Living Proof, Kira Peikoff’s debut futuristic thriller, piqued my interest because it dealt with a near-future that seemed plausible and frightening.
Set in New York City in 2027, destroying an embryo (say, for stem-cell research) is illegal and considered first degree murder. Similarly, pregnant women are monitored for any behavior that could be potentially unhealthy and a prosecuted for missing prenatal appointments or ingesting alcohol.
In this world, fertility clinics are big business, so there are many, many unused embryos in storage. Doctors are charged with preserving the embryos indefinitely and are subject to severe criminal prosecution if they are found to be negligent in their care of the embryos face prosecution while the separation of church and state has eroded almost completely,
“I really think we are at a crucial fork in our history. The separation of church and state is breaking down all the time. First the line was blurring, and now it’s all but indistinct.” She swallowed the words that dangled from her tongue, threatening to expose her fury toward the DEFP and the DEP.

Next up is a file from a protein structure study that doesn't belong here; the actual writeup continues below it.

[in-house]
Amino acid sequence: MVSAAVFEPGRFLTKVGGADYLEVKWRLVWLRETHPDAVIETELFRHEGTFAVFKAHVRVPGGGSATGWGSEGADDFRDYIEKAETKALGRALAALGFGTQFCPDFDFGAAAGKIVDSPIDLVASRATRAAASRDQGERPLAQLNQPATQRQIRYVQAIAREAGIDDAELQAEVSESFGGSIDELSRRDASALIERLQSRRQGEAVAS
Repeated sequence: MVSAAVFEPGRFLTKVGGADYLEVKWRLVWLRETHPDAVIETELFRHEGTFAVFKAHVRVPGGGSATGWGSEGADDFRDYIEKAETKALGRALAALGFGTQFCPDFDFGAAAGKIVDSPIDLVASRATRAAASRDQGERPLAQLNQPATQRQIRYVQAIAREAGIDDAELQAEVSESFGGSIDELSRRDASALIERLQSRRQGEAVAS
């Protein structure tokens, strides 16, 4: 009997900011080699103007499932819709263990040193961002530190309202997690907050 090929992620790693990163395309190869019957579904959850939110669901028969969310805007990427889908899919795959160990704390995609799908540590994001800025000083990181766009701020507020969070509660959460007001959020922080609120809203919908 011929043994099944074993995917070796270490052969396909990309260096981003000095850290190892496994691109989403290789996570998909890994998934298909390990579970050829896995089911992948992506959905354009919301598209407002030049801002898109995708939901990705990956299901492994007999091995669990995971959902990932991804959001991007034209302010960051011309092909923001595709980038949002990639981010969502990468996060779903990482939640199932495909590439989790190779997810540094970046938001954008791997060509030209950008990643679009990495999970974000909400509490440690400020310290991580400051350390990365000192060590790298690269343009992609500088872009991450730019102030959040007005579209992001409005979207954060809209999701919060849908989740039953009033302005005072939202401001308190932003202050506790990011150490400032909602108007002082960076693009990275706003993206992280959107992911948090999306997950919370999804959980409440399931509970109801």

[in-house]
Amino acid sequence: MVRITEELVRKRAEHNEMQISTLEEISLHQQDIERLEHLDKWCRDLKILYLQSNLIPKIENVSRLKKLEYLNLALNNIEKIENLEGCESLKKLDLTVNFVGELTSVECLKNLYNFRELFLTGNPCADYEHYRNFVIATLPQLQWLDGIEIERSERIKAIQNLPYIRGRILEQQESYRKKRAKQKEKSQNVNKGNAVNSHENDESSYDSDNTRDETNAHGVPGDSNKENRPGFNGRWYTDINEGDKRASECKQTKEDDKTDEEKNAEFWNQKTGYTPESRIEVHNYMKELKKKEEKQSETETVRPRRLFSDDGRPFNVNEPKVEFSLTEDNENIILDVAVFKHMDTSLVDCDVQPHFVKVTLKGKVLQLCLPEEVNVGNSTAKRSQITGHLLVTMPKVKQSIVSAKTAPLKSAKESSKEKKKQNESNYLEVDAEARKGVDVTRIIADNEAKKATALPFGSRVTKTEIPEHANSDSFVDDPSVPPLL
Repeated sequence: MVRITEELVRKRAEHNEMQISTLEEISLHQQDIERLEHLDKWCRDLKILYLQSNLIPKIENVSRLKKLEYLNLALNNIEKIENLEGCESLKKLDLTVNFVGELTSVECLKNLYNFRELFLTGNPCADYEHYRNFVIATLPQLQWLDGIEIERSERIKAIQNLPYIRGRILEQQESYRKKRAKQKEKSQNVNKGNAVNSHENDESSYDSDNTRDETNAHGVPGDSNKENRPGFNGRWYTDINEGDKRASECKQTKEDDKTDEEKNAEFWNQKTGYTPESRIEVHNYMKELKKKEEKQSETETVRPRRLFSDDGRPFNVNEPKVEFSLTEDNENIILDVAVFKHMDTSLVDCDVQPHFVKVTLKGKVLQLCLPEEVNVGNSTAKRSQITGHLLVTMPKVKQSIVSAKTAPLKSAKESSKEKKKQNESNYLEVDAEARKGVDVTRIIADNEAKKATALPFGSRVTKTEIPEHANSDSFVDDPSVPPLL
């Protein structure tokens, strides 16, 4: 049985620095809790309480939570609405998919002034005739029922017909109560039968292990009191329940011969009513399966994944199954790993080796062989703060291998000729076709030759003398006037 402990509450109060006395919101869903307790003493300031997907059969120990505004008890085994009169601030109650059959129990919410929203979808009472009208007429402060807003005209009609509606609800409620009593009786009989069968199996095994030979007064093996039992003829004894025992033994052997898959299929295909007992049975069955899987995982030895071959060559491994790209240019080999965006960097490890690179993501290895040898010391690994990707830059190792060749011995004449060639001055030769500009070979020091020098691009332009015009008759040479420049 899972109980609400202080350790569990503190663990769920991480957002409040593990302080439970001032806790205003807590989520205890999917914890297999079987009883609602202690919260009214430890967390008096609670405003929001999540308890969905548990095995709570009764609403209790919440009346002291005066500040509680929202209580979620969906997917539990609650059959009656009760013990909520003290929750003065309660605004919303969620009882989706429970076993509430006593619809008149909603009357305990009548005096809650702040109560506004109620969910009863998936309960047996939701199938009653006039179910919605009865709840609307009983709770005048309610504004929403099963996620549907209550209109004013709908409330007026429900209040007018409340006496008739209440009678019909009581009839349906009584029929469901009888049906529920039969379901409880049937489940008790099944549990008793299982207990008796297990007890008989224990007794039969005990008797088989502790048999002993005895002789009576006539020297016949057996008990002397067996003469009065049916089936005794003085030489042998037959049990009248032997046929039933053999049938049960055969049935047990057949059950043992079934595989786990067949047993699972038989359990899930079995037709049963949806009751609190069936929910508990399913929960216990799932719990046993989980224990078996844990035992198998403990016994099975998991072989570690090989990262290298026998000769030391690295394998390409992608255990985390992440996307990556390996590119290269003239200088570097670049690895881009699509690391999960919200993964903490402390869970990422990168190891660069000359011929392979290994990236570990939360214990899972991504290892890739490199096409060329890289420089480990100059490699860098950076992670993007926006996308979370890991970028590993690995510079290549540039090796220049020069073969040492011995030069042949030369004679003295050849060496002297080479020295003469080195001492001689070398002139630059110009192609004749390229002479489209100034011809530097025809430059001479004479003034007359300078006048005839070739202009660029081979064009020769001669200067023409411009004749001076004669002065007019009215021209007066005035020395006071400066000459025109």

Arianna is a obstetrician with a secret—she has rapidly progressing multiple sclerosis and a connection to the radical scientific underground. Her only hope to avoid the always-fatal outcome of the type of MS she has is a stem-cell transplant, which scientists (including her father) had nearly perfected as a treatment prior to it becoming illegal. However, the Department of Embryo Preservation (DEP) is suspicious of her (they are unaware of her connection to her father’s work) because of the sudden popularity of the fertility clinic she operates, and they send in an undercover investigator (they are also motivated by threats to the department because they haven’t had a major bust in ages).